He never heard the blossoming of flowers in spring;

The stars never sang a song for him.


All his life he knew three hues only:

One was the hue of the earth

That he could not take to even once.

The other was the hue of the sky

That bore several names But none came easy to him

The last was the hue of his wife’s cheeks

That in modesty never named all his life.


He could compete in eating turnips,

Many a time he won the bet in eating maize,

But himself he got eaten without a bet.


Years of his life like ripe melons

Were as such eation away in full.

Like milk milched fresh

His goodness was gulped with relish,

The awareness never dawned on him

How prosperous was he in health,


The instinct to survive in the world

Pursued him relentless like the biting bee;

Like a statue he stood

That called for no celebration.


The way from his thatched house

Still leads to the well,

In his foot print lost

Under millions of others,

Laughs yet the wound of the thorn,

Laughs. yet the wound of the thorn.


In Her Name


My dear, you must be complaining of my love

That your fond wishes have gone waste for me.

Have gone waste the sun fight and the shade

You with fond needle wove in handkerchiefs.


A poet though I have missed to read

The poetry of promise reflected in your eyes,

On my lips reserved for you, my dear,

Has dried the bitter and tasteless song of bread.


My adoration, my integrity are doubly wounded,

Wounded is your laughter as of linseed flowers;

They take me away, the enemies of your happiness,

Leaving behind the shameless rattle of handcuffs.


It is on your door only that my head bows,

Time and again I deride the prison door;

Only in my village do I live effaced,

But defy the rulers with relentless derision.


All my pain passes through the point of needle,

Ravaged is the peace of thoughts and of fields;

Those who marauded grace from the fields,

Have now become the enemies of your beauty.


I have seen wheat crop nourished on dew,

With modesty lurking in her eyes,

Sun light relaxing on the flowing water,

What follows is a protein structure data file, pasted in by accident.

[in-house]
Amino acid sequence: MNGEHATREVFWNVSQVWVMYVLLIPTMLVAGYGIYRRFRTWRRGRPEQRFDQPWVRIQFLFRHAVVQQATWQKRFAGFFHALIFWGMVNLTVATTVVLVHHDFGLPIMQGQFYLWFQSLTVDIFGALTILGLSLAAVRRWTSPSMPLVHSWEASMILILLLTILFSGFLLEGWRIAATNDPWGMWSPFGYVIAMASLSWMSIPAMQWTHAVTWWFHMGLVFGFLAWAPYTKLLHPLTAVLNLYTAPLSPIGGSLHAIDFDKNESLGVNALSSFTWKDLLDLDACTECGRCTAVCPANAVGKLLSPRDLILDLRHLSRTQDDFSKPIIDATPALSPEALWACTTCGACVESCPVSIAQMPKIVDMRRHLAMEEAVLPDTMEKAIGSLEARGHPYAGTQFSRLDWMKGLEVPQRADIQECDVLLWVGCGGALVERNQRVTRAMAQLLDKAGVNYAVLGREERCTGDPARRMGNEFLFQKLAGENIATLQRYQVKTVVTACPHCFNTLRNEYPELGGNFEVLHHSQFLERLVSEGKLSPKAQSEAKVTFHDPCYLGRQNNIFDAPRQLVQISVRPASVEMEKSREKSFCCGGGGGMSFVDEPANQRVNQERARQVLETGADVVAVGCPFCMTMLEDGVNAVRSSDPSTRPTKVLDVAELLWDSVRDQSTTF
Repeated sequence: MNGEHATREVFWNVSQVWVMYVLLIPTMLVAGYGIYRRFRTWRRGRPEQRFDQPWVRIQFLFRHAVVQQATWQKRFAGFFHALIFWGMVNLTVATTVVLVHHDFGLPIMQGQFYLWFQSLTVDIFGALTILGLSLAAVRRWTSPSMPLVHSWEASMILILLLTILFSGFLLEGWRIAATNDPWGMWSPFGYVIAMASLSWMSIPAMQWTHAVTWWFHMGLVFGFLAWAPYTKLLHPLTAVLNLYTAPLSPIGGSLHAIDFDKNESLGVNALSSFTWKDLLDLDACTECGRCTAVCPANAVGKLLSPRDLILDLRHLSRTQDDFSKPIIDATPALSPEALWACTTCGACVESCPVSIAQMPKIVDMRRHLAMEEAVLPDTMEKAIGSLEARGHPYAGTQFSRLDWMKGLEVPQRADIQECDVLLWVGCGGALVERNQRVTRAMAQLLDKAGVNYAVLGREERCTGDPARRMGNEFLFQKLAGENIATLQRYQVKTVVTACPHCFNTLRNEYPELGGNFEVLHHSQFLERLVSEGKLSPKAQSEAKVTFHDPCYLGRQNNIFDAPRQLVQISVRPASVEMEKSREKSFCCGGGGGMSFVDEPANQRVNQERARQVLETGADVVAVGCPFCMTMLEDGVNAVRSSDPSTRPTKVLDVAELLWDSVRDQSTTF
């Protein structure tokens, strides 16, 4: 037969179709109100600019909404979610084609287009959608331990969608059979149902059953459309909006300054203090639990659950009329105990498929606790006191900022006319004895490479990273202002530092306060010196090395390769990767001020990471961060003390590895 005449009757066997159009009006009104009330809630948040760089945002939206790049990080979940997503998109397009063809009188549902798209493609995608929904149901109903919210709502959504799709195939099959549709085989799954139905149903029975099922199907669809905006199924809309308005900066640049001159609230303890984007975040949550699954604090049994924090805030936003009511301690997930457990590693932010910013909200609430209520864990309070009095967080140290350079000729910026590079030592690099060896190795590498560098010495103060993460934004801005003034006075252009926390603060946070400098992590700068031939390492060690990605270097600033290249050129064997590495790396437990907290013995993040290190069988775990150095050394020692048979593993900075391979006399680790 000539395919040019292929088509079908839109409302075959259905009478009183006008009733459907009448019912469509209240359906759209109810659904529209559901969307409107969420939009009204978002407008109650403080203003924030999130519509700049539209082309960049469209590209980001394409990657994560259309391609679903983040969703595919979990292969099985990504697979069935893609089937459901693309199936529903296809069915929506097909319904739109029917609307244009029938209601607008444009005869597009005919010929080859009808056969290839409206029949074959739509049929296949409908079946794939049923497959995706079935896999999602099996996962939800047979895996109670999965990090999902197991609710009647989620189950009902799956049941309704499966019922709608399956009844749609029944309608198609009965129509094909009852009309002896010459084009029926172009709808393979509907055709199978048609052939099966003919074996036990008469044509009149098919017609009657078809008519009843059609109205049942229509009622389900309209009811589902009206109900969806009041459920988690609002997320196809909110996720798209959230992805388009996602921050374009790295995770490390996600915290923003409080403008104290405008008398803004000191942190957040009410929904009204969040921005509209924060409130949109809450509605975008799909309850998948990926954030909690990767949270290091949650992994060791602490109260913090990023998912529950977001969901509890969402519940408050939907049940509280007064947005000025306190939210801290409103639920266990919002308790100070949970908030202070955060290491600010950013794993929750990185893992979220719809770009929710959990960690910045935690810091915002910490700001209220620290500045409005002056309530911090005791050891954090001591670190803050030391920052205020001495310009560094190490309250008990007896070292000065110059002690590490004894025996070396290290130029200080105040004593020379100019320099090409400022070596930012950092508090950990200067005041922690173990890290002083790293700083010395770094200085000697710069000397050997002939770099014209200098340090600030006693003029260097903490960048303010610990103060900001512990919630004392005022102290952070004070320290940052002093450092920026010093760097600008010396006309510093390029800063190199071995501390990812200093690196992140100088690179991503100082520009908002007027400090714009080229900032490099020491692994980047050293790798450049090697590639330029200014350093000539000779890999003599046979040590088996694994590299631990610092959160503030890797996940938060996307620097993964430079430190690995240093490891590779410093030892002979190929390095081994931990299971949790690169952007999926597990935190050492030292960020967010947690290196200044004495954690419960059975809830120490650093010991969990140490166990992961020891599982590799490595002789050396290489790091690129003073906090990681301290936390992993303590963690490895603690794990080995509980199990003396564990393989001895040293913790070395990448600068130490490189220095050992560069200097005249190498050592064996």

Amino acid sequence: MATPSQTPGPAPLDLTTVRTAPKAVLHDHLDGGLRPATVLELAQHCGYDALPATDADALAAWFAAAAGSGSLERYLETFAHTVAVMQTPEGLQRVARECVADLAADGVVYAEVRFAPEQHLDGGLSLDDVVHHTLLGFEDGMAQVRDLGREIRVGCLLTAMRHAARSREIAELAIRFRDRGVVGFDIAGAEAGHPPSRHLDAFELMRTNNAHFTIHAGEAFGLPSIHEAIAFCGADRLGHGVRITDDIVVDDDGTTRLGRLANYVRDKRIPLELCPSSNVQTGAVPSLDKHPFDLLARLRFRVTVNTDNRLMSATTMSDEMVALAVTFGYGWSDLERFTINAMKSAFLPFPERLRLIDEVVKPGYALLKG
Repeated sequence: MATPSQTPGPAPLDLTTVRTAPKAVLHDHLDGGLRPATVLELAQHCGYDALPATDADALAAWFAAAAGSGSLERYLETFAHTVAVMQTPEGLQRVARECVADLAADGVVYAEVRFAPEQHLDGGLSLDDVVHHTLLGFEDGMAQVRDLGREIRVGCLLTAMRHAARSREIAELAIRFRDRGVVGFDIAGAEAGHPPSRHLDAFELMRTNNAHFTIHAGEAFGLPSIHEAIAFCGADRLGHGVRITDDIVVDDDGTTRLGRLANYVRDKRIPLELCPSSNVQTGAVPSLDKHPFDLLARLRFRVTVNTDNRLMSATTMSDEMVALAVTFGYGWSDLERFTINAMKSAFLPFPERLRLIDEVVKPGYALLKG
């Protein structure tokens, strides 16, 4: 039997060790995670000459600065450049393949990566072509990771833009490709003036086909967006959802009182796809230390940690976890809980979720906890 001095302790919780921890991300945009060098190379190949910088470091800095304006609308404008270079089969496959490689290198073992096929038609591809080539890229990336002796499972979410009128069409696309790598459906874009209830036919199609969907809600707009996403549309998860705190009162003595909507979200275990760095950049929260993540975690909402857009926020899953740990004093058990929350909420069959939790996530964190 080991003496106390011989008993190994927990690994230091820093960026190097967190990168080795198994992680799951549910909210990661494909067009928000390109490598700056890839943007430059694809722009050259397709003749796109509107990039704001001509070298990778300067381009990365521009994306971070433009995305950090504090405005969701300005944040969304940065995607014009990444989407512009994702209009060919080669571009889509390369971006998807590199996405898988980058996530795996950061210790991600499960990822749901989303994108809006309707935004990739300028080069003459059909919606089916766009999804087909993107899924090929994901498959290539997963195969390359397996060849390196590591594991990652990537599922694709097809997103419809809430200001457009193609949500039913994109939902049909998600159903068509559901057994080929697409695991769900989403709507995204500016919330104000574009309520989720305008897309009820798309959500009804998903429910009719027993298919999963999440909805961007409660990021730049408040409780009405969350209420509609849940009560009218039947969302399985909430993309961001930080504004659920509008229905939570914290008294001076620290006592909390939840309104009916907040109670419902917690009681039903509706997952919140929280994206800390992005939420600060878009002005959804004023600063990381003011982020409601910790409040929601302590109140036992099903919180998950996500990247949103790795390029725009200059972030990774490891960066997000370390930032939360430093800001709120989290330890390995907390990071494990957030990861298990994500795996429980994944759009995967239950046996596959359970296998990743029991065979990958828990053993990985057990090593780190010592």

I have seen the moon kissing the sleepy trees.


I have seen fragrance chanting from wild flowers,

Seen the minting machine operating in cotton crops;

Seen the fodder crops changing hue chameleon like,

I have seen the evening descending on mustard crops.


My every joy is tied to the freedom of the crops,

Every peasant’s tale tells the story of your smile;

My fate is one with the fate of the changing time,

My tale is but the tale of the shining sword.


Bitterness has so hardened my face

That moon light gets scratched at its sight,

My life’s bitterness holds for history

The position strong enough for people to revive.


A Grass like Persons Tale


While grazing camels, your loving brother

Is by camels grazed away.

Sister! He will never come to see you now.


How I wished to come

And make your mother in law divulge

The ghee so far kept hidden,

And into her forehead hurl

Bowl with bare sugar filled!

Strange is the tale of wicked camels,

Neither are they themselves to be seen

Nor is visible the dust they raise

Audible is only the sound their gums make

When songs of herdsmen they munch away.


I had this feeling in mind

That enough for them is greenery

Spread out in my eyes.

When they munched away my hands

They little knew how disabled I got,

0, father, to carry your blind limb’s burden.


Now the joy I was to bring for your present

Is hung on acacia tree at the border,

Like the unused coffin.

Crops, grown with such thrift, my sister,

Lie trampled by playful camels.




Ominous is not loot of labour,

Or torture by the police,

Even greed that betrays is not most ominous at all.

To get caught unawares is rather bad,